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Student partners shared their sentences.  As they shared, their teacher took notes on only those students she felt needed extra instruction. The following day she planned to meet with those students during a small group instruction time. All students whose name she had not written down received a passing grade on this assignment.  Within a 15 minute assessment period, the teacher had given every student an assessment and knew who needed additional support.  More importantly, the students had personally interacted with the concept of Cause and Effect and solidified their learning through the creation of an anchor chart. The students had mastered a reading and writing concept and the teacher was not taking home a stack of papers to grade! 

Step by Step, (or not giving in to “Get it done, Now!”)

Every class has its own personality.  This is both a joy and a challenge of teaching.  Organization and classroom management styles that work perfectly one year may prove ineffective the next year.  I have been reminded of this truth during the current school year.  To insure student engagement and success with this year’s students, I need to provide instruction which adds new skills in a heightened sequential manner.  Definite strategies are needed to help students deepen their critical thinking skills.

            For the past week, we have been studying the prehistoric people of Colorado.  My goal was for students to make the connection:  As prehistoric people moved from hunter/gatherers to farmers, they had time to build homes and improve their lives. I knew that this required higher level thinking skills and that students would need to follow specific steps in order to reach this understanding.

 

We began by setting up a chart where students could record their notes.  The chart was divided into Dates, Homes, Food, Hunting/Farming and Additional Facts.  As we studied each group of people, students completed the correct portion of the chart.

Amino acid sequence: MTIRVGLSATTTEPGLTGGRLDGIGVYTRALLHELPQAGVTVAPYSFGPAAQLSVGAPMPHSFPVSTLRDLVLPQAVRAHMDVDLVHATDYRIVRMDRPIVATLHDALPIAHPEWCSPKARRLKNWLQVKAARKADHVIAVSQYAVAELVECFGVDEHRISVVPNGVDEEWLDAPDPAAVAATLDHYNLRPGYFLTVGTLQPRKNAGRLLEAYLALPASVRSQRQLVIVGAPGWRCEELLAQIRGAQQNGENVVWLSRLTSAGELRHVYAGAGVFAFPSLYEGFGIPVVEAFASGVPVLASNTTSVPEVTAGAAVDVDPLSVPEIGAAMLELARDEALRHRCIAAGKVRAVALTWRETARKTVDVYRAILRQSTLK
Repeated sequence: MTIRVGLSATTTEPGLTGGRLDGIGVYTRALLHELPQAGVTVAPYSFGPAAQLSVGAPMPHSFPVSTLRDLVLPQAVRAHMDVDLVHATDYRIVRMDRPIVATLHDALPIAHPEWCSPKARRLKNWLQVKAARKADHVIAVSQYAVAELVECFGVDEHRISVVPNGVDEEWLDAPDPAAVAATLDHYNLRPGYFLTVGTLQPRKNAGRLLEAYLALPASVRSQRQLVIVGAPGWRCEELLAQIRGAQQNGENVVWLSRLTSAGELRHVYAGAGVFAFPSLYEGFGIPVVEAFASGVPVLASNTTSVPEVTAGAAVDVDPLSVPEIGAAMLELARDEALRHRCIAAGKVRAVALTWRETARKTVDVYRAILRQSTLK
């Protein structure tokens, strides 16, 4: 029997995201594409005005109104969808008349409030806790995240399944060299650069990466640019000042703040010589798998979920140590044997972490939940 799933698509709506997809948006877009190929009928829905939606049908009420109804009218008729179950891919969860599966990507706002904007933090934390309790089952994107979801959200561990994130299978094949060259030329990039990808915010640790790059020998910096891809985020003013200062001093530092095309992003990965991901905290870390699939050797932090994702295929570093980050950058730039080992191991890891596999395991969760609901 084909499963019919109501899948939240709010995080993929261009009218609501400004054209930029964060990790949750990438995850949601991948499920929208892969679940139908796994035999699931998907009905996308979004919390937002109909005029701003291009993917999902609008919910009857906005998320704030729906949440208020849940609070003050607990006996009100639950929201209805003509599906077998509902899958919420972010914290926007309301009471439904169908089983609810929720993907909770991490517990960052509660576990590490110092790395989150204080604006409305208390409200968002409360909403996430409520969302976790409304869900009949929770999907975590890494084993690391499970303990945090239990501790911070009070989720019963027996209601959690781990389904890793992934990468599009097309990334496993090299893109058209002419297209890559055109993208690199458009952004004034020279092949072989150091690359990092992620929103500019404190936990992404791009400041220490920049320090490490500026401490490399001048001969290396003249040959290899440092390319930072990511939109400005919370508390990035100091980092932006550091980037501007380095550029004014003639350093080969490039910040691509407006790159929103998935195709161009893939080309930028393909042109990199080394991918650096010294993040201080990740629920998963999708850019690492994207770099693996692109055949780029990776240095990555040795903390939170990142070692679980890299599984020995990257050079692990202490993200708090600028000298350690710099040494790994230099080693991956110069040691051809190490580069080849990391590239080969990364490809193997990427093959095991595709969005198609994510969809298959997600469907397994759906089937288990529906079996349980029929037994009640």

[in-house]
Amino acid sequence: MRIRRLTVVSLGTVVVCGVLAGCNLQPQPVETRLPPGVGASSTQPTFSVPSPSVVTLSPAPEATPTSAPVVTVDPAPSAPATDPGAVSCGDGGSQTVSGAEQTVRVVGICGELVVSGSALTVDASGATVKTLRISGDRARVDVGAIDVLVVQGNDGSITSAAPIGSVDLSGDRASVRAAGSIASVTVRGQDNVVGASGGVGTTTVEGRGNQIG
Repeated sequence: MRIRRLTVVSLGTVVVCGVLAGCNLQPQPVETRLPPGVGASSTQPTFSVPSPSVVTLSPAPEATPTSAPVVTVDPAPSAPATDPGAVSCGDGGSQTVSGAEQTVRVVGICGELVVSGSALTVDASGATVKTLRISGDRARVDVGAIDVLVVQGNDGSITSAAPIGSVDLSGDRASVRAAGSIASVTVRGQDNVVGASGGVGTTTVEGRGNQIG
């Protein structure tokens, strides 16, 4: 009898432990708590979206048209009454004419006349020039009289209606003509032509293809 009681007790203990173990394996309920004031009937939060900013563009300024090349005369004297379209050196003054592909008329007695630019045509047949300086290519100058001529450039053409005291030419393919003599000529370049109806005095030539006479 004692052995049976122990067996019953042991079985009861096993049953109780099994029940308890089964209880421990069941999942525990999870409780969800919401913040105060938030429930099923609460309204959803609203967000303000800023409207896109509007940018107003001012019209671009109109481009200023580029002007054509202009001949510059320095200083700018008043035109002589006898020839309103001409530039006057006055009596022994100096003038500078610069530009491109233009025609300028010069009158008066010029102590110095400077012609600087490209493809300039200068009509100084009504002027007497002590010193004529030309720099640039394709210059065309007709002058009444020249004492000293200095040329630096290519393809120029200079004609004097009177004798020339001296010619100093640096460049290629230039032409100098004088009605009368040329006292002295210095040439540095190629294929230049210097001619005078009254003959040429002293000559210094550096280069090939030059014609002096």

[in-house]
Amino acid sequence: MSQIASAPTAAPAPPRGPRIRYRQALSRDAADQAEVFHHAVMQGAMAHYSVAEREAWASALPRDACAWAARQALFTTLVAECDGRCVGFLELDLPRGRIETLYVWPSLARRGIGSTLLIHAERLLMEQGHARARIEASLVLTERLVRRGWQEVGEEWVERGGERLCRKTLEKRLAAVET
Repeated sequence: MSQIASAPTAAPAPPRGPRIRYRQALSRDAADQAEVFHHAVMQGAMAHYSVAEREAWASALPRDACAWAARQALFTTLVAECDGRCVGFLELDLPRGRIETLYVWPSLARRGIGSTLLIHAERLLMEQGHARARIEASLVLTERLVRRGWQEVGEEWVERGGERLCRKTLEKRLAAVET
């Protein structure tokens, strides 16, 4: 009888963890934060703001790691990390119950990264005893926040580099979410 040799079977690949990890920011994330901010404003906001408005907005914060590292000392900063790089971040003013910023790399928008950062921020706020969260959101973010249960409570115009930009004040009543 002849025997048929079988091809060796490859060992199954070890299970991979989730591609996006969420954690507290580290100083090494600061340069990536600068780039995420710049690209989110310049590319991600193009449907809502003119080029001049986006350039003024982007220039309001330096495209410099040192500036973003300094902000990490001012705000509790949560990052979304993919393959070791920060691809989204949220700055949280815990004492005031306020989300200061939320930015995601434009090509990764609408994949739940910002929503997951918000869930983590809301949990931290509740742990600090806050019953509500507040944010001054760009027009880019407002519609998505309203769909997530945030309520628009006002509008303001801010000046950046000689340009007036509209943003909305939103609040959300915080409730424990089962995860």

The students had acquired knowledge about these groups of people, but I now wanted them to draw some conclusions from this history lesson.  What could we learn from these people outside of the facts of their existence?

 

Using chart paper, students drew pictures of the prehistoric people in chronological order.  They illustrated the homes, food sources, weapons and tools used by each group of people.  I was thrilled to watch students use ipads to discover ways to draw a kiva or an atlatl.  Every student was engaged in drawing their chart and putting forth their best effort.

Now it was time to do some critical thinking.  I introduced the phrase: “conclude or draw a conclusion,” which means to make a judgement based on evidence.  Students studied each column in their chart and drew a conclusion.  Student examples included: “Studying the prehistoric peoples’ homes, I can conclude that the people moved from living in caves and lean-tos, to building pueblos.  When they lived in caves they moved from place to place.  As they built homes, they stayed in one place.” 

We repeated the same process for food sources and weapons / tools.  Now it was time for the point of the lesson. What conclusion could students draw on how each aspect of these people’s lives impacted other areas?  I was thrilled as I listened to students draw this important connection!

As a culminating activity, students were able to share their learning using a photo and voice recording program.  (I gave my students a choice between Adobe Spark or Explain Everything.)  As they had already given their conclusions deep thought and had written their responses, this final step was seamless and enjoyable!

The point of this learning engagement was not only for students to learn about Colorado’s ancient people, but to also deepen their critical thinking skills. In addition to the content, the goal was for students to learn how to learn, to learn how to document their learning, and most importantly, how to draw a conclusion and share their thinking with others.  Slowing down and going step by step had worked well for all of us.